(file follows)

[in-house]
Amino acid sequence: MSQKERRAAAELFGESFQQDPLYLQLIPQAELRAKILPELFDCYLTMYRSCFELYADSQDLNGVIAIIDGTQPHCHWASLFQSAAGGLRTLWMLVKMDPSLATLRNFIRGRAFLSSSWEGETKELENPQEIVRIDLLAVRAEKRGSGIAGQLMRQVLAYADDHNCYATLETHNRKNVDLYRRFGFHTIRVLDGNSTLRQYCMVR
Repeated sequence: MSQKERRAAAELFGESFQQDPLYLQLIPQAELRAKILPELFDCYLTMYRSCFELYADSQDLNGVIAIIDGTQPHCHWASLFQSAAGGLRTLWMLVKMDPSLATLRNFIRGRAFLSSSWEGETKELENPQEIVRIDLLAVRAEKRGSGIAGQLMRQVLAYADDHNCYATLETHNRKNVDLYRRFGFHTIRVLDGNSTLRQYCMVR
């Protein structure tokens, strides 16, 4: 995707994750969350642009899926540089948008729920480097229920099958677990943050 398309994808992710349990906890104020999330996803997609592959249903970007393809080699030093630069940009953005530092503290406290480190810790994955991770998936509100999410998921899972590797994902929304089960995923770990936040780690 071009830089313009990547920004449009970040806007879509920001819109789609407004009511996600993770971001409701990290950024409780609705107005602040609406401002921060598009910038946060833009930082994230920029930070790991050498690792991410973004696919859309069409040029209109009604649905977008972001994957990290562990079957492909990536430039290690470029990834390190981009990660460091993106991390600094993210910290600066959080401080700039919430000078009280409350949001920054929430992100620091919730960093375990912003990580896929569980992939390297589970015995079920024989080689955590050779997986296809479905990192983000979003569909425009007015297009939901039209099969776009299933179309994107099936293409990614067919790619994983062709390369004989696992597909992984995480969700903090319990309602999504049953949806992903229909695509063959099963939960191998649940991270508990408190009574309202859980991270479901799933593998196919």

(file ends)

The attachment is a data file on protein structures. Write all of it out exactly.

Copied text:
[in-house]
Amino acid sequence: MSQKERRAAAELFGESFQQDPLYLQLIPQAELRAKILPELFDCYLTMYRSCFELYADSQDLNGVIAIIDGTQPHCHWASLFQSAAGGLRTLWMLVKMDPSLATLRNFIRGRAFLSSSWEGETKELENPQEIVRIDLLAVRAEKRGSGIAGQLMRQVLAYADDHNCYATLETHNRKNVDLYRRFGFHTIRVLDGNSTLRQYCMVR
Repeated sequence: MSQKERRAAAELFGESFQQDPLYLQLIPQAELRAKILPELFDCYLTMYRSCFELYADSQDLNGVIAIIDGTQPHCHWASLFQSAAGGLRTLWMLVKMDPSLATLRNFIRGRAFLSSSWEGETKELENPQEIVRIDLLAVRAEKRGSGIAGQLMRQVLAYADDHNCYATLETHNRKNVDLYRRFGFHTIRVLDGNSTLRQYCMVR
């Protein structure tokens, strides 16, 4: 995707994750969350642009899926540089948008729920480097229920099958677990943050 398309994808992710349990906890104020999330996803997609592959249903970007393809080699030093630069940009953005530092503290406290480190810790994955991770998936509100999410998921899972590797994902929304089960995923770990936040780690 071009830089313009990547920004449009970040806007879509920001819109789609407004009511996600993770971001409701990290950024409780609705107005602040609406401002921060598009910038946060833009930082994230920029930070790991050498690792991410973004696919859309069409040029209109009604649905977008972001994957990290562990079957492909990536430039290690470029990834390190981009990660460091993106991390600094993210910290600066959080401080700039919430000078009280409350949001920054929430992100620091919730960093375990912003990580896929569980992939390297589970015995079920024989080689955590050779997986296809479905990192983000979003569909425009007015297009939901039209099969776009299933179309994107099936293409990614067919790619994983062709390369004989696992597909992984995480969700903090319990309602999504049953949806992903229909695509063959099963939960191998649940991270508990408190009574309202859980991270479901799933593998196919």